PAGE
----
olive and oak

elize strydom's photo journal

goodbye, olive and oak

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Olive and Oak began three years ago and it’s time to say goodbye. I have absolutely loved this little space – I’ve felt free to share honestly and have been so, so supported as I found my way and tried new things. I have met a bunch of wonderful people and many of them have become real-life friends – such an unexpected bonus!

I’ll still be posting words and pictures in various places:

My portfolio site recently added a blog feature and I’ve already started posting there. It makes sense to have my portfolio and blog in one place, right? Right.

I also created a Tumblr account under the name Twin Rivers. I want to start collaborating on more creative projects – conceptual stuff, documentary stuff, arty stuff – with florists, writers, film makers, illustrators, thinkers. I want to push my photography forward and try working outside the box, y’know? I’d also love to work with brands that like my photos and want me to take similar photos of their watches, wet suits or washing machines. So if you have ideas or just want to meet up and brainstorm then reach on out! twinriversstudio@gmail (you know the rest)

Twin Rivers on Instagram

Small Town Girl on Instagram

Thank you for visiting Olive and Oak and commenting or ‘liking’ or sharing. I hope that you’ve seen my photos and read my words and felt something or been inspired to do something or started observing your world in a new way.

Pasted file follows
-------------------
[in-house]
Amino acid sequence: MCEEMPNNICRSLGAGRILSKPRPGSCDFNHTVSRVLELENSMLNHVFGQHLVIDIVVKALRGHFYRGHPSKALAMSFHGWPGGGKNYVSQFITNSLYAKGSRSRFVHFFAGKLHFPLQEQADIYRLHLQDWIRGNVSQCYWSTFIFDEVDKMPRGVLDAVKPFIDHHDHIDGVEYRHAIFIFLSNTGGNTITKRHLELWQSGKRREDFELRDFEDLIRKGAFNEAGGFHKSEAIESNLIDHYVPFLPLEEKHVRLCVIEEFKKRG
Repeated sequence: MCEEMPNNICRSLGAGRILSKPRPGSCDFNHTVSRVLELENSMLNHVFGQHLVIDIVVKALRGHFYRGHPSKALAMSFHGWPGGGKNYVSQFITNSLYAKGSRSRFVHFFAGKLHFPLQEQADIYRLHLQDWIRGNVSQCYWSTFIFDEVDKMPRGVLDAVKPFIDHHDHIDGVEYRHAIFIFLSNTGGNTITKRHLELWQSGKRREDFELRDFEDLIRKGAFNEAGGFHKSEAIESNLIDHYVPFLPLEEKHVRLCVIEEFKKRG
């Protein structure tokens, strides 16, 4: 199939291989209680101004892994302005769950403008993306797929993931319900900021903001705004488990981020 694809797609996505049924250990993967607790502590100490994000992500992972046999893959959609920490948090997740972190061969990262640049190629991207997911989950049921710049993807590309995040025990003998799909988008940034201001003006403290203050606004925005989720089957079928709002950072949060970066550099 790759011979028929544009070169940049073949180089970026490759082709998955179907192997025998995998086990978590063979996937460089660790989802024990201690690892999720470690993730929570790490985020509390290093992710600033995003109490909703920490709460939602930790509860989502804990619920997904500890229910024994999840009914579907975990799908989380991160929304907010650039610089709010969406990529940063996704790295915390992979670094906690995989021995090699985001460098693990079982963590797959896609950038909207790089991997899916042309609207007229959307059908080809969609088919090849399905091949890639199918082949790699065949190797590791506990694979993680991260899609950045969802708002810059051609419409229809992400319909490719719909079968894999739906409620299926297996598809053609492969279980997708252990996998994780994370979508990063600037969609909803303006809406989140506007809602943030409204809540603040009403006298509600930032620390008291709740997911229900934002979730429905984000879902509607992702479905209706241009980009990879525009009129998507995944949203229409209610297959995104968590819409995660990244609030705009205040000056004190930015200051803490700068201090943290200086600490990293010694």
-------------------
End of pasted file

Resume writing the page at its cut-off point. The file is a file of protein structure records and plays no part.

Much love,

Elize

this is south africa – part two

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In the heat of the day the dusty streets of Jouberton are deserted but once the sun starts to sink they fill with families, men on their way home from work, quarreling kids, grandmas in green and the occasional chicken. Cooking ingredients are exchanged and meal offers are made but no one goes home until well after dark. There’s nowhere else to be and it’s clear that nothing’s more important than sitting by the side of the road chatting with your neighbour while your children play nearby.

18 year old Mpho lives with her grandmother, mother, little brother, aunties and cousins plus two month old Lethabo in a three bedroom home. “Family and friends come to stay all the time,” she says. “It’s hard to get a bath around here – unless you’re Lethabo.”

She completed her matric (year 12 exams) last year at a boarding school a few hours away but has now moved home again. She plans to go to college next year and wants to be a nurse. We spend the days walking around her neighbourhood (“Everyone is staring at you,” she said. “But don’t worry, I’ll be your bodyguard.”) and hanging out with her best friend, Lebogang, singing along to songs on the music channel and sitting by the side of the road eating ice blocks to stay cool. Lebogang and Mpho grew up together in Jouberton. He’ll finish high school at the end of the year and then plans to move to Cape Town to study law. They both love music and have incredible singing voices. “Do you like Sia? What about Ellie Goulding? And London Grammar? Yes? Ahhh we’re the same!” said an excited Mpho.

As soon as school finishes, Mpho goes from house to house, visiting her friends. They sit outside listening to music on their phones, eating peaches and pomegranates from the trees or chips and ice blocks bought for less that 10 cents from one of the many ‘tuck shops’. One day I offered Mpho some of my dried fruit/nut/seed mix. She wasn’t keen. “Ew, no thanks!” Later she offered me some of her chicken feet (aka ‘runaways’). You can probably guess my response.